Religion is dying

Religion is dying September 16, 2020

By James A. Haught

Religion is fading more quickly in the United States than in any other nation, according to a forthcoming research book.

Religion’s Sudden Decline: What’s Causing It, and What Comes Next, by University of Michigan scholar Ronald Inglehart, is to be released in January by Oxford University Press. Writing in Foreign Affairs magazine (in an advance summary titled “Giving Up on God: The Global Decline of Religion”) Inglehart says:

The most dramatic shift away from religion has taken place among the American public. From 1981 to 2007, the United States ranked as one of the world’s more religious countries, with religiosity levels changing very little. Since then, the United States has shown the largest move away from religion of any country for which we have data.

A profound cultural transformation is in progress — mostly happening quietly out of sight, little-noticed in daily life. Old supernatural beliefs are vanishing among intelligent, educated, science-minded people, especially the young. Religion is shriveling into the realm of myth and fantasy. Here are some indicators:

Almost two-thirds of teens who grow up in a church drop out of religion in their 20s, according to both Barna and LifeWay surveys.

The number of Americans who say their religion is “none” began to explode in the 1990s — first to one-tenth of the population, then climbing relentlessly to one-fourth. Among those under 30, “Nones” are now more than one-third.

American church membership has fallen 20 percent in the past two decades, according to Gallup research. Southern Baptists have dropped 2 million members since 2005.

Tall-steeple Protestant “mainline” denominations have suffered the worst. United Methodists have declined in numbers from 11 million in 1969 to below 7 million today — while America’s population has almost doubled. Evangelical Lutherans have decreased from 5.3 million in 1987 to 3.4 million now. The Presbyterian Church USA had 3.2 million in 1982 but now is around 1.3 million. The Episcopal Church went from 3.4 million in the 1960s to 1.7 million now.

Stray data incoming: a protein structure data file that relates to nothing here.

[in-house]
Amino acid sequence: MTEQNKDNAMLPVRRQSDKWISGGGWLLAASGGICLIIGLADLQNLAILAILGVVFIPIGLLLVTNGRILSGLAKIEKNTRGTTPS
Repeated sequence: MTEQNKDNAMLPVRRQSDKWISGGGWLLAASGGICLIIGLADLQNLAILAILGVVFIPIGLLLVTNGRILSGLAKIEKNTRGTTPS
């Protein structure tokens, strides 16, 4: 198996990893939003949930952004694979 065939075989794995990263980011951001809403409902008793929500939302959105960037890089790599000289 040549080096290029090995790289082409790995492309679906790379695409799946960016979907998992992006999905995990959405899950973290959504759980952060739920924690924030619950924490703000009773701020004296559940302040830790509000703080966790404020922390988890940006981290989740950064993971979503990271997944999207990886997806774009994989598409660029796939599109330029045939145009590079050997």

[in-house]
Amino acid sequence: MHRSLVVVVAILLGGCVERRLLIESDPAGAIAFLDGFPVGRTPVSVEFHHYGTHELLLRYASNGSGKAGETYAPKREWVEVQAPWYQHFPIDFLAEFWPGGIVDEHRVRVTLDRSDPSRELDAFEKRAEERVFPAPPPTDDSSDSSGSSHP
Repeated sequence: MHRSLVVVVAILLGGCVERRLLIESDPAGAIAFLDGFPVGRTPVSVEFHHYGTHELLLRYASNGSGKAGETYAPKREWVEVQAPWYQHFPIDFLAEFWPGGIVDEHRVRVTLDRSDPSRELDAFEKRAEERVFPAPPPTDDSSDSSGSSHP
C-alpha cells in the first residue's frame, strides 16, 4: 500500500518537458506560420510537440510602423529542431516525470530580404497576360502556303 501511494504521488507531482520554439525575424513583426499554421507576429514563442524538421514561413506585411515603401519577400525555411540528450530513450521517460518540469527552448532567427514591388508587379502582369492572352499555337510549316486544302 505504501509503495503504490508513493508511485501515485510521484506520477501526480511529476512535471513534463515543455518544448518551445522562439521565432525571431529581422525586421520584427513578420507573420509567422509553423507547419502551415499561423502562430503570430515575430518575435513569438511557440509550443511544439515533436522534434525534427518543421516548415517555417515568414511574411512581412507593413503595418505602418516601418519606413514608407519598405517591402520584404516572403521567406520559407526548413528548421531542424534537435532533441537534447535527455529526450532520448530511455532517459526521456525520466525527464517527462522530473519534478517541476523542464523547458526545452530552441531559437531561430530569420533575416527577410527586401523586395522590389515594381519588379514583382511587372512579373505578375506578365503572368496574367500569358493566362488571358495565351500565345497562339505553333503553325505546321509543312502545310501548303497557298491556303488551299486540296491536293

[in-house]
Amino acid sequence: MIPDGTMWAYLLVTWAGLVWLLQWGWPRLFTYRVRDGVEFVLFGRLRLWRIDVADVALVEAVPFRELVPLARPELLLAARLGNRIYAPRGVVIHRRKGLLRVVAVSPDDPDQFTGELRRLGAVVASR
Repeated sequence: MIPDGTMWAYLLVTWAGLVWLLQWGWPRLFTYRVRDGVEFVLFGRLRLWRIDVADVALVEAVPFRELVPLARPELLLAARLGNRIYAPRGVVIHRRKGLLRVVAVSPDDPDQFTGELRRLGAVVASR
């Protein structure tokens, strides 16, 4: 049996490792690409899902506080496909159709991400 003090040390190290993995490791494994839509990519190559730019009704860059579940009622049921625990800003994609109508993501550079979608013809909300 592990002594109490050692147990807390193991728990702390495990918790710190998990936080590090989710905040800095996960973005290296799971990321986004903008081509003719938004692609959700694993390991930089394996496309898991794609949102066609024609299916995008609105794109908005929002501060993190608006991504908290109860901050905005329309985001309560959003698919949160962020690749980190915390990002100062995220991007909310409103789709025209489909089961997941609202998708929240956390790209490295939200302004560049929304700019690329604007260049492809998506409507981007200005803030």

These highbrow mainline faiths with seminary-educated ministers once drew public respect. But religion is shifting to lowbrow, emotional worship that is less admired. One-fourth of the world’s Christians now “speak in tongues,” researchers say. Christianity is moving from prosperous Northern nations to the less-developed tropics.

Let’s hope the Secular Age continues snowballing until supernatural religion is reduced to just an embarrassing fringe.


FFRF Member James A. Haught, syndicated by PeaceVoice, was the longtime editor at the Charleston Gazette and has been the editor emeritus since 2015. He has won two dozen national newswriting awards and is author of 12 books and 150 magazine essays. He also is a senior editor of Free Inquiry magazine and was writer-in-residence for the United Coalition of Reason.

This piece is adapted from a column published at Informed Comment and OpEd News.

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